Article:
Crab fishery resumes in Newfoundland and Labrador
By Food in Canada StaffBusiness Operations Seafood Editor pick Newfoundland and Labrador Snow crab
Weeks of standoff over snow crab prices has ended, and fishery is now underway in most areas of Newfoundland and Labrador. The secured agreement is a formula structure that guarantees a lowest minimum price of 2.20 per pound with incremental increases as the Urner Barry market price increases.
“To say we are no better off than when the Panel price came out is incorrect. The final offer selection process didn’t give harvesters a formula. But the Union did. Our members’ solidarity did. The value we’ve protected here is extremely important and cannot be overstated,” said Fish, Food & Allied Workers (FFAW)-Unifor president Greg Pretty.
Since the Panel price was selected, the Urner Barry market price dropped over $1 per pound, meaning, if basing on the Panel’s original decision, the price would warrant another significant drop below that of 2.20.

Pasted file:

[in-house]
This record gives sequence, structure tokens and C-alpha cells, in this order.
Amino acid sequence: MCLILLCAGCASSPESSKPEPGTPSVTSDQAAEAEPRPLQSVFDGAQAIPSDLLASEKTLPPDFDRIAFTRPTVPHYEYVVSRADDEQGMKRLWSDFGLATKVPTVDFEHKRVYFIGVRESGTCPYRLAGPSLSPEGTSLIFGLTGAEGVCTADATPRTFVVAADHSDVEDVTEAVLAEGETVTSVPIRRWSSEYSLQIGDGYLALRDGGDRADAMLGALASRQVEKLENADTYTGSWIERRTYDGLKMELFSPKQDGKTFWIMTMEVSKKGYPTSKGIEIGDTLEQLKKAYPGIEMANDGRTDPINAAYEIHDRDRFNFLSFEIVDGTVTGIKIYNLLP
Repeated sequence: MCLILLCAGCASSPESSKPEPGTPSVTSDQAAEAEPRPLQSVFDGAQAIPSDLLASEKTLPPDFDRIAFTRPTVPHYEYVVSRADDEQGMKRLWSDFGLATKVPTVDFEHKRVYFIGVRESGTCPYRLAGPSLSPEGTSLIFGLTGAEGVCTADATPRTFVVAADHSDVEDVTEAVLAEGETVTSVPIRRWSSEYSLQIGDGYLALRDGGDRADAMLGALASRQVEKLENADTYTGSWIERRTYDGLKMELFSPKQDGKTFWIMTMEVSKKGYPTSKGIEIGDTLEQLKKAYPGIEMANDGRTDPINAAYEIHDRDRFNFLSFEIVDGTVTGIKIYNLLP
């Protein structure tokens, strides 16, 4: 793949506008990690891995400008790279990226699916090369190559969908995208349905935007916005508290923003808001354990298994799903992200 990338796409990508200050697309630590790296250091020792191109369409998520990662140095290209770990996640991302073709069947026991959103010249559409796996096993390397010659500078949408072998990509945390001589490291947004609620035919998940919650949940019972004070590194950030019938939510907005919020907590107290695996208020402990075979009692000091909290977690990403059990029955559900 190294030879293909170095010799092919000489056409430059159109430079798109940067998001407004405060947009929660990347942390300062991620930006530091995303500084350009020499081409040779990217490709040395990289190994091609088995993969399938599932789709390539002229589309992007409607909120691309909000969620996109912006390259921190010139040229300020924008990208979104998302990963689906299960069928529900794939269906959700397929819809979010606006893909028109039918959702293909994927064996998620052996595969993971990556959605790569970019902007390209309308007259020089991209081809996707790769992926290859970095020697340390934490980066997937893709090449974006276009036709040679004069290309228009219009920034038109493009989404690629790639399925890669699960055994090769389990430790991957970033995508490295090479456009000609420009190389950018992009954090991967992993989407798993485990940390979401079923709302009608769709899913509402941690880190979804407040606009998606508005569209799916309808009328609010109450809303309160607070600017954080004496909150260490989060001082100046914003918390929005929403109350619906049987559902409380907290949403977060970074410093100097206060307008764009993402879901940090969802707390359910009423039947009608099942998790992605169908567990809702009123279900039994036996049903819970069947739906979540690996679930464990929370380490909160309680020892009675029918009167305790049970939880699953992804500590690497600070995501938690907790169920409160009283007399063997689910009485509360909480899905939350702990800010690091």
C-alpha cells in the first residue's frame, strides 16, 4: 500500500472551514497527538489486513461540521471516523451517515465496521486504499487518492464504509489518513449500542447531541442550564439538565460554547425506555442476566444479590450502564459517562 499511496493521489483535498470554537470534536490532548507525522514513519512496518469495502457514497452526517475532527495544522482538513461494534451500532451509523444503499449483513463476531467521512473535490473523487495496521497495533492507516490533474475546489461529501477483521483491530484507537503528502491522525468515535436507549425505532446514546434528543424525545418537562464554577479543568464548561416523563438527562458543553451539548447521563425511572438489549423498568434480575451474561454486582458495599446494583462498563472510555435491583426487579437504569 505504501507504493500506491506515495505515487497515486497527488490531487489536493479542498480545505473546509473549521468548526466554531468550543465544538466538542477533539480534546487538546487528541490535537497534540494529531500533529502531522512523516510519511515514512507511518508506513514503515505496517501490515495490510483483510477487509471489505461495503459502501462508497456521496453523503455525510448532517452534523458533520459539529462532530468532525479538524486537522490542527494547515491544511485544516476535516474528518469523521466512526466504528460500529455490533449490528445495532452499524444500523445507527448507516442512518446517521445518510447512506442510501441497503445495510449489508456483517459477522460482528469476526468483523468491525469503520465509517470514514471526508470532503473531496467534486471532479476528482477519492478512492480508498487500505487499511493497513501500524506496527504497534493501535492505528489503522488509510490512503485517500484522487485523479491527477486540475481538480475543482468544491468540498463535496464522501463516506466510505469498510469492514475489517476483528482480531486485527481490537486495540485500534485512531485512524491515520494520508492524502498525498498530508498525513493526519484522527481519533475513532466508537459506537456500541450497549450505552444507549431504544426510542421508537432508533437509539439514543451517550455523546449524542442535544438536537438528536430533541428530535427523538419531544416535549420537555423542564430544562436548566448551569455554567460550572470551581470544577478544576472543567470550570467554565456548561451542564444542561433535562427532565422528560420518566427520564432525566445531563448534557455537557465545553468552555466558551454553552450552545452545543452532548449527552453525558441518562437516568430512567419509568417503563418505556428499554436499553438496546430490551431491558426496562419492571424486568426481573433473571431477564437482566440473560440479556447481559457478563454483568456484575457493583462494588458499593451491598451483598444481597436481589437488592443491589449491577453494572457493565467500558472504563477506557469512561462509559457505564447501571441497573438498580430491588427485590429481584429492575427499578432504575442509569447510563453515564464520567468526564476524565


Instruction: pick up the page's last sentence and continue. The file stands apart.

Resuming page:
“That value was protected in this agreement, and any potential increases to the market price will be captured for harvesters in guaranteed price increases,” Pretty explained.
The crab fishery supports over 7,500 direct jobs and was worth over $1 billion in 2022. With the current market situation, harvesters are expected to have a significant reduction in income this year and enterprise bankruptcies are anticipated around the province.
“People are back to work but that doesn’t mean our work here is done – not by a long shot,” Pretty says. “We’re encouraged by the Premier’s willingness to work with the parties to improve this system so that our province is never in this situation again. We’re looking forward to getting started on that process sooner than later,” he said. “On a federal level, a lot of people are still going to need help this year and we need our Newfoundland and Labrador MP’s to speak out on their behalf and get them the commitments they need for peace of mind.”
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